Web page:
Biology Open (BiO) is a journal for the whole of the biological and biomedical sciences community (Fig. 1). It was launched in 2012 with the aim of “reducing the pain to publish” by focusing on high-quality research without attempting to judge impact (Raff, 2012). This way, authors didn't need to tear up the existing dogma to get published. Instead, they could focus on advancing the scientific narrative, filling in important gaps and expanding our understanding of all areas of biology. A key advantage of this approach to publishing is that it enables reviewers to focus on the science without having to make a subjective assessment of the perceived importance of the findings. Although BiO was not the first journal to offer this type of service to authors, in the ten years since our launch this model has grown in popularity, with many publishers (and even funders) now offering similar publishing platforms.

Since the publication of the first issue of BiO, we have sought to evolve and improve the publication process for authors, reviewers and readers (Fig. 2). For example, BiO has been Open Access since its inception; shortly after our launch, we adopted a CC-BY license to ensure all our content was freely available to everyone around the world. We were an early adopter of two-way integration with BioRxiv and have supported and joined forces with several reviewer-focused initiatives such as Publons, Review Commons and the Preprint Reviewer Recruitment Network (PPRN) (Fig. 1). In addition, we recently announced our fast-track option for papers that have been reviewed elsewhere, and we are actively looking for other ways to reduce the pain to publish without compromising on scientific quality. Finally, we embrace the fact that science is becoming more open (it's in our name) and more international, and that authors are working more collaboratively than ever before (Kelly, 2018). BiO and The Company of Biologists (its publisher) are also strongly supportive of the use of preprints in advancing the scientific narrative. We welcome the fact that it has become almost default that researchers submit preprints of their work while it is undergoing review, if not before. We believe that this will further accelerate the pace of scientific discovery and reduce scientific inequality around the globe.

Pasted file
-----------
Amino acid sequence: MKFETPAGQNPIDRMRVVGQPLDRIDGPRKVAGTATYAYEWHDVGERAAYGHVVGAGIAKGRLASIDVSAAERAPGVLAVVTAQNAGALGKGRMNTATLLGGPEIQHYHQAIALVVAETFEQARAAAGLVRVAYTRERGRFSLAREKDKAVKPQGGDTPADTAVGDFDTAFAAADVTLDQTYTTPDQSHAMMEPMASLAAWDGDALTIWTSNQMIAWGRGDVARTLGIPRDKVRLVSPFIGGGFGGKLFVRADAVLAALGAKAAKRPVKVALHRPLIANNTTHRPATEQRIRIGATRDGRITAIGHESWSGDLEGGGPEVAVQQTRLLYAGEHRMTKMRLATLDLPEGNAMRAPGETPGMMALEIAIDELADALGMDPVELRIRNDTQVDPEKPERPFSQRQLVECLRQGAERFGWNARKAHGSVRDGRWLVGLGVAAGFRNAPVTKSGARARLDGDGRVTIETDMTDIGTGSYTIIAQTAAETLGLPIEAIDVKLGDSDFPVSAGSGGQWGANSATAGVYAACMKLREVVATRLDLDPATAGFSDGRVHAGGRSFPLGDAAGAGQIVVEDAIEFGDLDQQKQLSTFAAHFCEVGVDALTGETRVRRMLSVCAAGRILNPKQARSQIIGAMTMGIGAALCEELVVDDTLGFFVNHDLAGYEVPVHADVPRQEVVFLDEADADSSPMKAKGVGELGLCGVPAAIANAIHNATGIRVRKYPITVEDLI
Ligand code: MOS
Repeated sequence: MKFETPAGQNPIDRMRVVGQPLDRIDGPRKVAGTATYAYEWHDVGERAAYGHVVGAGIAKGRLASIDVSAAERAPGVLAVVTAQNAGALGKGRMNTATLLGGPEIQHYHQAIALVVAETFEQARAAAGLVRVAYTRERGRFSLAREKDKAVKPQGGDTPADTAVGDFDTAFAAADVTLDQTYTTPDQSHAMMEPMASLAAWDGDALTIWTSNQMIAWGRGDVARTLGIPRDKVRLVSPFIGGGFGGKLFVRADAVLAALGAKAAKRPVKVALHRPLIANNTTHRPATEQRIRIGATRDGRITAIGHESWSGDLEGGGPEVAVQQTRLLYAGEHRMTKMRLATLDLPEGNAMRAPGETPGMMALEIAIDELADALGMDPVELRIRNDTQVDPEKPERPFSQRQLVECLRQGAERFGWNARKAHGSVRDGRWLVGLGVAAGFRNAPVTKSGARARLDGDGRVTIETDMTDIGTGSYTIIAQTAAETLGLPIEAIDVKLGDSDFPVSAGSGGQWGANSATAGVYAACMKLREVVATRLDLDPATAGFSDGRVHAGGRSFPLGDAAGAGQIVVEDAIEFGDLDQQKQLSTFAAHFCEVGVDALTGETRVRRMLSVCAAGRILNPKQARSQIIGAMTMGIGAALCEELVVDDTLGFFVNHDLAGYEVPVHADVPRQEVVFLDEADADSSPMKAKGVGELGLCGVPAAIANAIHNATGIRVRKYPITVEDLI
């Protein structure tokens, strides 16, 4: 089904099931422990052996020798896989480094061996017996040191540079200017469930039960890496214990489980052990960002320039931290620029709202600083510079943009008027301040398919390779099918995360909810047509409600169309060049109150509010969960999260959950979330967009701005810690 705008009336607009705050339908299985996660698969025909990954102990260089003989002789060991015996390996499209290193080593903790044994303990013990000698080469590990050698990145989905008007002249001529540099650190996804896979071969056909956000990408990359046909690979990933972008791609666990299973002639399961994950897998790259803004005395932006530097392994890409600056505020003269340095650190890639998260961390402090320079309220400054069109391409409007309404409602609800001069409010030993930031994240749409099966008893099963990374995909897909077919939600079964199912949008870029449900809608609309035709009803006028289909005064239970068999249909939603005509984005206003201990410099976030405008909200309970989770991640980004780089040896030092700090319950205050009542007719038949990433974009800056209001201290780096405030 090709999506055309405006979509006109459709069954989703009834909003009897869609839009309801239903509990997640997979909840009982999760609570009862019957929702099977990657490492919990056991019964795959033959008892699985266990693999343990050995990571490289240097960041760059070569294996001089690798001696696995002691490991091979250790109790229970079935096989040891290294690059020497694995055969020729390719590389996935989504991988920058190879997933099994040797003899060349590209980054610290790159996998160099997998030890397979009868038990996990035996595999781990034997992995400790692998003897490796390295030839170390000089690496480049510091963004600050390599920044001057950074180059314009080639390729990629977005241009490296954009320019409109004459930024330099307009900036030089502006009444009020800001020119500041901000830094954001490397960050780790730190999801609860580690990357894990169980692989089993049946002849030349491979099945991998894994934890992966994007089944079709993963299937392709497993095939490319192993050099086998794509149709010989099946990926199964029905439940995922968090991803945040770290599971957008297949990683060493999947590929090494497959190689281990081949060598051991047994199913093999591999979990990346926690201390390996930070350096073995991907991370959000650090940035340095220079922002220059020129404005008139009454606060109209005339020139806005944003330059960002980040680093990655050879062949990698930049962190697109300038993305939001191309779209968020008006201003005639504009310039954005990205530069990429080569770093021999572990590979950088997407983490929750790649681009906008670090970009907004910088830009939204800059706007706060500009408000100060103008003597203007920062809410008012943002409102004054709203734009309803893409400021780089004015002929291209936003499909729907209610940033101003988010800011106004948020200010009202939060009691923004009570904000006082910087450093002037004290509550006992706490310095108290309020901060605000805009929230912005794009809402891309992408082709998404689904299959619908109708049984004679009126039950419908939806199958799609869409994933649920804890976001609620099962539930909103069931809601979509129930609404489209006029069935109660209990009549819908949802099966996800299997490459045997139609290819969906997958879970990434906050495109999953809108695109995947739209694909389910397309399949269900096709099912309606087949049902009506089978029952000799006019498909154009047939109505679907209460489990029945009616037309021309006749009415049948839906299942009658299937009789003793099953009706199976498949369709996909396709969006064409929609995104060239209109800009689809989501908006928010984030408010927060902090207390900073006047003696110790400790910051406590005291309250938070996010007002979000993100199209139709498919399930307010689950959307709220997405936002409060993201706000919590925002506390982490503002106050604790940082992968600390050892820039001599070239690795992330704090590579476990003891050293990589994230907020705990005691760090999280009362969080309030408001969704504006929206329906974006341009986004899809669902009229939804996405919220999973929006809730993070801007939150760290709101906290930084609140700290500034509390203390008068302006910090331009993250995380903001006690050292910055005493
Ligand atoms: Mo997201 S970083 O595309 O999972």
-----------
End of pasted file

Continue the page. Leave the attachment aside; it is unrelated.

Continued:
On taking over as Editor-in-Chief, I believed that there was going to be more rapid progress towards Open Access in the biological sciences. I still firmly believe that Open Access is the future of scientific publishing and that everyone with an internet connection should be able to share in the advances in science regardless of where they are published. As more and more journals convert to Open Access, however, it is noteworthy to see the disparity of the charges levied. At BiO, we charge only what it costs us to publish and ensure that we can provide access to the research in perpetuity. We monitor these charges to make sure that they align with our costs, and we have waiver policies for authors who are unable to pay. BiO is also now included in many of the Read & Publish deals offered by The Company of Biologists, providing discounted or fee-free publication for corresponding authors at participating institutions. Science should be for everyone.